# LoopVectorization almost doubles execution time?

Hi everyone,
I am testing LoopVectorization in my program and since it did not produce any change in speed, I boiled it down to an exemplary function. Here I found something which puzzled me because although the function is basically a glorified scalar product, which worked well for me in LoopVectorization, I get an increase in runtime by a factor ~1.5.

``````using LoopVectorization,BenchmarkTools

function testSum(indices,Vectors)
A,B,C,D = Vectors
sum = 0.
for ksum in eachindex(indices)
k = indices[ksum]
sum += A[k] * B[k] +C[k] * D[k]
end
return sum
end

function testSum_avx(indices,Vectors)
A,B,C,D = Vectors
sum = 0.
@turbo for ksum in eachindex(indices)
k = indices[ksum]
sum += A[k] * B[k] +C[k] * D[k]
end
return sum
end

N = 63
Vectors = Tuple(rand(N) for _ in 1:4);
indices = rand(1:N,500);

@btime testSum(\$indices,\$Vectors)
@btime testSum_avx(\$indices,\$Vectors)
``````

which returns

``````  510.417 ns (0 allocations: 0 bytes)
871.698 ns (0 allocations: 0 bytes)
``````

(If I replace @turbo by Base.@simd I do get a speedup)
I donâ€™t know if understanding this will solve my original problem but at this point Iâ€™d like to learn more about the limitations of LoopVectorization. Does anyone have some experience on using the package to its best performance that they can share? Iâ€™m happy about an answer to any of these points:

1. What causes runtime increase here? It seems to be connected to finding the correct index to the vectors via the â€śindicesâ€ť array, but I will need to do that in my more complicated original problem.
2. If I do not gain any benefit from either @simd or @turbo, is there any way of figuring out if my loop is even getting vectorized or is there something that I am doing wrong?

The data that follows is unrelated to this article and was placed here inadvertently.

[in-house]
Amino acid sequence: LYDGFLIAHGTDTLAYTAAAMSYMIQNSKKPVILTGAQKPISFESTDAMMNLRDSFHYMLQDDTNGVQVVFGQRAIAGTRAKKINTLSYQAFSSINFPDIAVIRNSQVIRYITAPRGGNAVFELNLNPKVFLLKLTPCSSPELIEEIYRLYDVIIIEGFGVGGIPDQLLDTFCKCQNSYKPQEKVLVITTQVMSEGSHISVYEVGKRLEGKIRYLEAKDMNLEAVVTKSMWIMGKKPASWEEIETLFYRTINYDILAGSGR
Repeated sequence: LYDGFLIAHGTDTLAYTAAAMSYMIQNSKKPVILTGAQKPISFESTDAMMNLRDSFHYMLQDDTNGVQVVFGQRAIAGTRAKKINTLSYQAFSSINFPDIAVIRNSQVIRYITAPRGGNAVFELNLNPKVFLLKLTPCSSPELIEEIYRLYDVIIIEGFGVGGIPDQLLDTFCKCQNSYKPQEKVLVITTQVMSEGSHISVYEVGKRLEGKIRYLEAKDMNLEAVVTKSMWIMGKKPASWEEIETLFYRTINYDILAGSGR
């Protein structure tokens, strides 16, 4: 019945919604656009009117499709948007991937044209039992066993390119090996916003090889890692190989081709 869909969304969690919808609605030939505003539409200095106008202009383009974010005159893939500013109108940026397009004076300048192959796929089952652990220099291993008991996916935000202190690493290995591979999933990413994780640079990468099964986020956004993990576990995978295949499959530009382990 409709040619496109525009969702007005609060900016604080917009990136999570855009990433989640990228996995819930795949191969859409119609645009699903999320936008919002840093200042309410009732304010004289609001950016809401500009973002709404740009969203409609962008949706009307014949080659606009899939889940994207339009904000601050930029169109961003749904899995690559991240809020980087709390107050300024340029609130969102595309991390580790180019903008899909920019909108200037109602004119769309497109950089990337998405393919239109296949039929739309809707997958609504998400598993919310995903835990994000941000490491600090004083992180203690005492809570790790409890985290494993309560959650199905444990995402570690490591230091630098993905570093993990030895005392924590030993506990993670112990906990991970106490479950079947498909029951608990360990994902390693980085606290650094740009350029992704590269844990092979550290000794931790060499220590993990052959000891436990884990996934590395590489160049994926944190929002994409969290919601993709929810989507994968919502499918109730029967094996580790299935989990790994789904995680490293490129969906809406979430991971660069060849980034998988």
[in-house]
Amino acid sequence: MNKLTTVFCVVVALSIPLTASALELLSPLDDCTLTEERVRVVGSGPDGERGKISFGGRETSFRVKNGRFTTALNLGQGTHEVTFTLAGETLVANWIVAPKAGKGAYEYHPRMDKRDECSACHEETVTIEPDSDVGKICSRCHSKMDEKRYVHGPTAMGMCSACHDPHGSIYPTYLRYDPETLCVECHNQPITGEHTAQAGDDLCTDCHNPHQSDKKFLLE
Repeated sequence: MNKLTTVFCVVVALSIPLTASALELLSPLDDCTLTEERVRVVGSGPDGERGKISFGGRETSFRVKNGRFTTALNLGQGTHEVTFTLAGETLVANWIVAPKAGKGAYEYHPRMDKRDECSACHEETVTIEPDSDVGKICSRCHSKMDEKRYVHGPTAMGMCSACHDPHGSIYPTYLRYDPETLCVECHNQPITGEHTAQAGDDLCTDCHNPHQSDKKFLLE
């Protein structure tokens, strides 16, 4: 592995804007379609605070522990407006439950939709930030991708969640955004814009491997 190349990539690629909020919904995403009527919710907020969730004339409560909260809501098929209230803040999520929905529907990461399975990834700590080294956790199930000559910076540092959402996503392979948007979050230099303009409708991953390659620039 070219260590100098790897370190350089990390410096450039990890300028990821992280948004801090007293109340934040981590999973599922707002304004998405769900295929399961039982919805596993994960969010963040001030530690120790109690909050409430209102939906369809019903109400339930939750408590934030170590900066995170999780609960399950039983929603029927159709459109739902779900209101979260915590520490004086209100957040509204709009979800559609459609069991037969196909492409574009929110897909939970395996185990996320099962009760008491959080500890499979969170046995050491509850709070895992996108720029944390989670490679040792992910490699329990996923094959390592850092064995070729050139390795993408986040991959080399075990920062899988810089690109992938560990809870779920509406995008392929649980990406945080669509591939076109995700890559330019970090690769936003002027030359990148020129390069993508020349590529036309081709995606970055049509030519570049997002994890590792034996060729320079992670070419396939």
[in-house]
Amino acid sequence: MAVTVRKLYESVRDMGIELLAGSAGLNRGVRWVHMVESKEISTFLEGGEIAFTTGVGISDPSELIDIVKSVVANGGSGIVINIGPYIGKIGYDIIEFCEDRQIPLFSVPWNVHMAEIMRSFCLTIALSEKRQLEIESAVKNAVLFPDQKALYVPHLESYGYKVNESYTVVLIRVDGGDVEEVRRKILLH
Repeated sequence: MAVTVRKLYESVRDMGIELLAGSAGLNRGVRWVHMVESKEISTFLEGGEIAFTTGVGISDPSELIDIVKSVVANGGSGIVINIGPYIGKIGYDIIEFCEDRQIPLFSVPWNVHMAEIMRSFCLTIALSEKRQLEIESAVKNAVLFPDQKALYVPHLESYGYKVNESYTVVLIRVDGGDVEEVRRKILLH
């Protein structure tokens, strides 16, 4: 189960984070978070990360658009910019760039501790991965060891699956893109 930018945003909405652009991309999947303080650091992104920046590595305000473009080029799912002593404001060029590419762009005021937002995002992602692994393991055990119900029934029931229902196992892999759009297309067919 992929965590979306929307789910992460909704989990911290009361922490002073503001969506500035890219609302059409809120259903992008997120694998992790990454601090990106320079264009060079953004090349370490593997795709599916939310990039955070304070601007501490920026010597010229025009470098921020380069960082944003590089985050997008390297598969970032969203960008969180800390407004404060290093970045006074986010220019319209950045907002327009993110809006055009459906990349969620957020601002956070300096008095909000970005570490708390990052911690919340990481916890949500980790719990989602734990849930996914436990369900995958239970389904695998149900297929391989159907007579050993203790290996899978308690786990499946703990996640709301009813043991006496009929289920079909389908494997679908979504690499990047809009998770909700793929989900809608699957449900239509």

3. Are there any advanced tips on what I can do to get the most out of LV? I tried playing around with the unroll and inline options, but so far they havenâ€™t done much.

Looking forward to hearing your Ideas

1 Like

Looks like a bug. I would file an issue.

1 Like

Thanks,
I have opened an issue: Increased execution time bug (Ryzen CPU only?) Â· Issue #299 Â· JuliaSIMD/LoopVectorization.jl Â· GitHub
So far it seems to me that this only affects Ryzen CPUâ€™s.
In any case, I am still interested if anyone has answer to my other questions, i.e. regarding equivalent run times between LoopVectorization and non-vectorized code and how to identify the reason.

Unrelated but why

``````for ksum in eachindex(indices)
k = indices[ksum]
``````

and not

``````for k in indices
``````

?

Did you replace `@turbo` with `@inbounds @simd` or just `@simd`?
`@inbunds @simd` would be SIMD, but `@simd` here by itself would not.

You can use `code_llvm` or Cthulhu.jl to inspect code and see if it was vectorized.
Here is what I get, the loop for `testSum` is filled with branches, and is not SIMD:

``````L17:                                              ; preds = %idxend13, %L17.preheader
%value_phi3 = phi i64 [ %65, %idxend13 ], [ 1, %L17.preheader ]
%value_phi5 = phi double [ %64, %idxend13 ], [ 0.000000e+00, %L17.preheader ]
%exitcond.not = icmp eq i64 %value_phi3, %39
br i1 %exitcond.not, label %oob, label %idxend

L40:                                              ; preds = %idxend13, %top
%value_phi17 = phi double [ 0.000000e+00, %top ], [ %64, %idxend13 ]
ret double %value_phi17

oob:                                              ; preds = %L17
%40 = alloca i64, align 8
store i64 %39, i64* %40, align 8
call void @jl_bounds_error_ints({}* %0, i64* nonnull %40, i64 1)
unreachable

idxend:                                           ; preds = %L17
%41 = add nsw i64 %value_phi3, -1
%42 = getelementptr inbounds i64, i64* %18, i64 %41
%43 = load i64, i64* %42, align 8
%44 = add i64 %43, -1
%45 = icmp ult i64 %44, %21
br i1 %45, label %idxend7, label %oob6

oob6:                                             ; preds = %idxend
%46 = alloca i64, align 8
store i64 %43, i64* %46, align 8
call void @jl_bounds_error_ints({}* %3, i64* nonnull %46, i64 1)
unreachable

idxend7:                                          ; preds = %idxend
%47 = icmp ult i64 %44, %24
br i1 %47, label %idxend9, label %oob8

oob8:                                             ; preds = %idxend7
%48 = alloca i64, align 8
store i64 %43, i64* %48, align 8
call void @jl_bounds_error_ints({}* %5, i64* nonnull %48, i64 1)
unreachable

idxend9:                                          ; preds = %idxend7
%49 = getelementptr inbounds double, double* %26, i64 %44
%50 = load double, double* %49, align 8
%51 = getelementptr inbounds double, double* %28, i64 %44